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Animal feed import reduction necessary for VN

Update: September, 28/2013 - 09:52
Workers pack animal feed products in the northern province of Thai Nguyen. The country needs to develop local sources for animal-feed to reduce the overwhelming reliance on imports and keep the market stable, experts say. — VNA/VNS Photo Tran Viet
HCM CITY (VNS)— Viet Nam needs to develop local sources for animal-feed inputs to reduce the overwhelming reliance on imports and keep the market stable, analysts have said.

Though the country is agricultural, most inputs like maize, soybean, and fish powder are imported.

Le Ba Lich, chairman of the Viet Nam Feed Association, said the country spent more than US$2.5 billion to import eight million tonnes of raw materials for animal feed last year.

Lich said this is a consequence of the country not paying adequate attention to developing crops required for making animal feed in the last few years.

With its high population density, Viet Nam must have plans for cultivating each kind of crop, agricultural experts said.

Before 2000 the cultivation of rice to ensure food security was a top priority, but now the country should gradually move to other crops, they said.

The reliance on imports has been causing a great deal of volatility in animal feed prices in recent years, causing difficulties for farmers.

Tran Thi Minh Diep, owner of a pig farm in the Mekong Delta's Tien Giang Province, said she had to reduce the number of animals she breeds since feed prices have been rising but not pork prices.

There are 194 firms in the feed industry, of which only 15 are foreign-invested or joint ventures, but they account for 65 per cent of market share and basically determine prices.

According to analysts, producers will break even at VND8,000 per kilogramme of feed, but most products in the market are sold at more than VND11,000.

Long-term policy needed

Lich said to grow the crops required for the feed industry, the agricultural sector must have long-term plans.

"Viet Nam currently has more than one million hectares under maize with an average yield of four tonnes each.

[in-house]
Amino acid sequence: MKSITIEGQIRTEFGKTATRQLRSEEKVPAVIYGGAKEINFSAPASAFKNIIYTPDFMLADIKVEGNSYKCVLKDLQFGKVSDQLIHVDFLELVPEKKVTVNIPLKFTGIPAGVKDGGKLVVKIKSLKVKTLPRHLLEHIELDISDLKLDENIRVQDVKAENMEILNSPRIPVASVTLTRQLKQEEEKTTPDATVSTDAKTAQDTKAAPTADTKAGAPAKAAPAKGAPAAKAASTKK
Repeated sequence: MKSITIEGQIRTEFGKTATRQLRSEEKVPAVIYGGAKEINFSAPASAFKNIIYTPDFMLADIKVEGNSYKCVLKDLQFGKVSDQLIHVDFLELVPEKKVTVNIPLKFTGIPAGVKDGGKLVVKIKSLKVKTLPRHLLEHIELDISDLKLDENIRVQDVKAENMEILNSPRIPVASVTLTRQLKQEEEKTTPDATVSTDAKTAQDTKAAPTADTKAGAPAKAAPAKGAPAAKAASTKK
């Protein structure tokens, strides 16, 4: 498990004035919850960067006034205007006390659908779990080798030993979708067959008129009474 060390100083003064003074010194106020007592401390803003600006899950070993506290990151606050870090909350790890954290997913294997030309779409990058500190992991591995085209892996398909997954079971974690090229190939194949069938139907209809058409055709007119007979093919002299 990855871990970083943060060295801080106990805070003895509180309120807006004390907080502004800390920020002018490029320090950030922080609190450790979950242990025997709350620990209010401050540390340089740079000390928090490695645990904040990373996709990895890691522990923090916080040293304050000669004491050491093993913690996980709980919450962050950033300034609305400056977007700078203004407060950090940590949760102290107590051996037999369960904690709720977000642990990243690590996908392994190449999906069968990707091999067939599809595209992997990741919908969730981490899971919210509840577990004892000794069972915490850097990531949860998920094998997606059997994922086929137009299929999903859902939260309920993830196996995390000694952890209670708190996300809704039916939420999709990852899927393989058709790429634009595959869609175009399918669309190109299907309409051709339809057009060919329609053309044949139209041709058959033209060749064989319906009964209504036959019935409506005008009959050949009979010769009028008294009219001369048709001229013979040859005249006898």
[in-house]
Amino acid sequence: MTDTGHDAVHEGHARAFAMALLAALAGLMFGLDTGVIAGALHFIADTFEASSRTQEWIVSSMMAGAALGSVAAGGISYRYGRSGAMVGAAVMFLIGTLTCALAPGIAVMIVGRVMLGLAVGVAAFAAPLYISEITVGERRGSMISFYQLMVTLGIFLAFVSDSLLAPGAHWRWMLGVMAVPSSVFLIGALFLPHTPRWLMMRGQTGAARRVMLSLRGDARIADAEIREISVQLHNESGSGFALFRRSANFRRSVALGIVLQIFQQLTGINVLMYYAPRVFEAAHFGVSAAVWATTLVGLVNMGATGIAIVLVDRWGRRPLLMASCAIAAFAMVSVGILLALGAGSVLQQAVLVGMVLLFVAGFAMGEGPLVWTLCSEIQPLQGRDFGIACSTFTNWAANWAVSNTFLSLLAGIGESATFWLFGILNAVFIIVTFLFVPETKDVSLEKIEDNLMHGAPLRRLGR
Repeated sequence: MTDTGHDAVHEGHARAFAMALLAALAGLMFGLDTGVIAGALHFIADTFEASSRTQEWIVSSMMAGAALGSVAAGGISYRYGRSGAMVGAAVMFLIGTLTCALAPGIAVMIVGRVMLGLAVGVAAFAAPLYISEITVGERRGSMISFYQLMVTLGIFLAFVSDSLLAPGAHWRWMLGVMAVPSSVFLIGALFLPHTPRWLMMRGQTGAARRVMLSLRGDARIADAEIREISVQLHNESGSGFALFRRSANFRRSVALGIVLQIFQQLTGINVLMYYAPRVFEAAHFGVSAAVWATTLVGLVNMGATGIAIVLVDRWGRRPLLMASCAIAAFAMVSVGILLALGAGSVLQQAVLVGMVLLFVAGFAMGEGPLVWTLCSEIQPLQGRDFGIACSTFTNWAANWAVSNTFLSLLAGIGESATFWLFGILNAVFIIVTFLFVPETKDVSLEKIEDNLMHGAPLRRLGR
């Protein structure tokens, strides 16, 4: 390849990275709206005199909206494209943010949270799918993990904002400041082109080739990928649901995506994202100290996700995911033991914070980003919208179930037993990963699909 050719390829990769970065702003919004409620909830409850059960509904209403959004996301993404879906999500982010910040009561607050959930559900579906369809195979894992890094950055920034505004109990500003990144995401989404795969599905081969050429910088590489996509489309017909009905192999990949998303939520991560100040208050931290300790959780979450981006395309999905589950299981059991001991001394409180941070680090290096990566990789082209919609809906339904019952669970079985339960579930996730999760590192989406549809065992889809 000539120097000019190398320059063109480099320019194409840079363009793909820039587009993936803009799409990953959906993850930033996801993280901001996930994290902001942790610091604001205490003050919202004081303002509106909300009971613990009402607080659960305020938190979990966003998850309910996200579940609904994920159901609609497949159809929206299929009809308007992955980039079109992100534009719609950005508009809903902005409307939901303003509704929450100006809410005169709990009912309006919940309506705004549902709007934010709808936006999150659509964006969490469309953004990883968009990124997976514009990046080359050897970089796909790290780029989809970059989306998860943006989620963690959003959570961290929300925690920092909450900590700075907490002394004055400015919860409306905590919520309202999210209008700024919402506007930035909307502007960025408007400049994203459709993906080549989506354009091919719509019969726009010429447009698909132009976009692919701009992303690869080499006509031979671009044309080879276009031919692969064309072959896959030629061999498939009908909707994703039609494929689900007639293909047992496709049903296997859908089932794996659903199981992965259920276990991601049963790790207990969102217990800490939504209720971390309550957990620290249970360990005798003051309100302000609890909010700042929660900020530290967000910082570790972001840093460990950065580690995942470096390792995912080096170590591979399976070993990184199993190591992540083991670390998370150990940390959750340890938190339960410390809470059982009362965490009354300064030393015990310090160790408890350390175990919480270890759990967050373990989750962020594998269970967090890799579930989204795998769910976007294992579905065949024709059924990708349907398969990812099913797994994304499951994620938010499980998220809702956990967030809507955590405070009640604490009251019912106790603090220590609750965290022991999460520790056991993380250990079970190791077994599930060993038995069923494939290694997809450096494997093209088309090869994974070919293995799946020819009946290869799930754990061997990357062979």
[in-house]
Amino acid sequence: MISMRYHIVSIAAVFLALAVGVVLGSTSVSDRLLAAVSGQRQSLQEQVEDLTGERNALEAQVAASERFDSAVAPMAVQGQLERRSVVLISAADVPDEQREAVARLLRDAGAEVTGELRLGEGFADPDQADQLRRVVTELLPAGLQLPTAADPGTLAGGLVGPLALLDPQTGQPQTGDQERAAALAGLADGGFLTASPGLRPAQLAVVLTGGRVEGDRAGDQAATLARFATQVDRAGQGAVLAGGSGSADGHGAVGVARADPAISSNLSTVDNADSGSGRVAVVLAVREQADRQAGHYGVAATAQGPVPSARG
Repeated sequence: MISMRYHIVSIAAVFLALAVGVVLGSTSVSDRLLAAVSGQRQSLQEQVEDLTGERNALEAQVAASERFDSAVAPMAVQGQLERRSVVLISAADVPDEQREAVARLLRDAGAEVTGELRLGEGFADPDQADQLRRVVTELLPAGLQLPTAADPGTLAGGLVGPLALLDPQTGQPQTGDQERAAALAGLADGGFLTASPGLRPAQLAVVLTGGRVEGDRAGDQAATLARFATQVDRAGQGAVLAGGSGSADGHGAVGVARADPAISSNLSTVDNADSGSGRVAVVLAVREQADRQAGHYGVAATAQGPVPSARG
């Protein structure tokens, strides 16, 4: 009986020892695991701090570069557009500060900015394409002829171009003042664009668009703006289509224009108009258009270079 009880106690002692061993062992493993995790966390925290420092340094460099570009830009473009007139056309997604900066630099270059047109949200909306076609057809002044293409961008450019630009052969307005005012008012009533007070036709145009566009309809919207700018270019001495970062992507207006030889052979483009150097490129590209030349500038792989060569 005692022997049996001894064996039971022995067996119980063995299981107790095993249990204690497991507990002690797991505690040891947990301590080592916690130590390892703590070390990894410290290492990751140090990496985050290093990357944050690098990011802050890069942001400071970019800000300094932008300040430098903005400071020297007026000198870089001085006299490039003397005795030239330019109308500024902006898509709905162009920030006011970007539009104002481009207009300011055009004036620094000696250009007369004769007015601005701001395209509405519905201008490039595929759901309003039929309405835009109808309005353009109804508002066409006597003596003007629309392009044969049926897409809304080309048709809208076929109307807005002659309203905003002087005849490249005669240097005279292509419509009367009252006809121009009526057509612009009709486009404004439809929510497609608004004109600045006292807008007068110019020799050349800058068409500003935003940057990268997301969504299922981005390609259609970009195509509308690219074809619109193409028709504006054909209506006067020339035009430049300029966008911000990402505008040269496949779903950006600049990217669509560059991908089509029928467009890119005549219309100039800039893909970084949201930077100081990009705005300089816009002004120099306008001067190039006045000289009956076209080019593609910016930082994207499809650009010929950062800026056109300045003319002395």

"We must strive to increase the area to 1.7 million hectares and use new seeds to raise productivity to seven tonnes per hectare, the norm in other countries," he added.

The sector must also invest more in harvesting and processing technologies to improve maize quality, and the Government should offer incentives to encourage investment in processing, he added.

Pham Dong Quang, deputy head of the Crop Production Department, said his department has envisaged increasing the area under maize from 1.1 million hectares to 1.5 million hectares under the development plan for the sector for the period through 2020.

It is also planned to use new strains of the grain and technologies to improve productivity, he said.

Farmers would switch from rice to maize in low-yield areas in the northern, central, Cuu Long (Mekong) Delta, and south-eastern regions, he said.

As for green feed for cattle, he said localities must expand grass cultivation in mountainous areas and on infertile and forest lands.

The Government should reduce import taxes on the inputs needed for animal feed and provide businesses with low-interest loans for buying and processing agricultural produce to make animal feed, experts said.

They also suggested that the animal feed sector should maximise use of local materials, including straw and sugarcane waste to produce cattle feed and low-quality rice to produce other kinds of animal feed. — VNS


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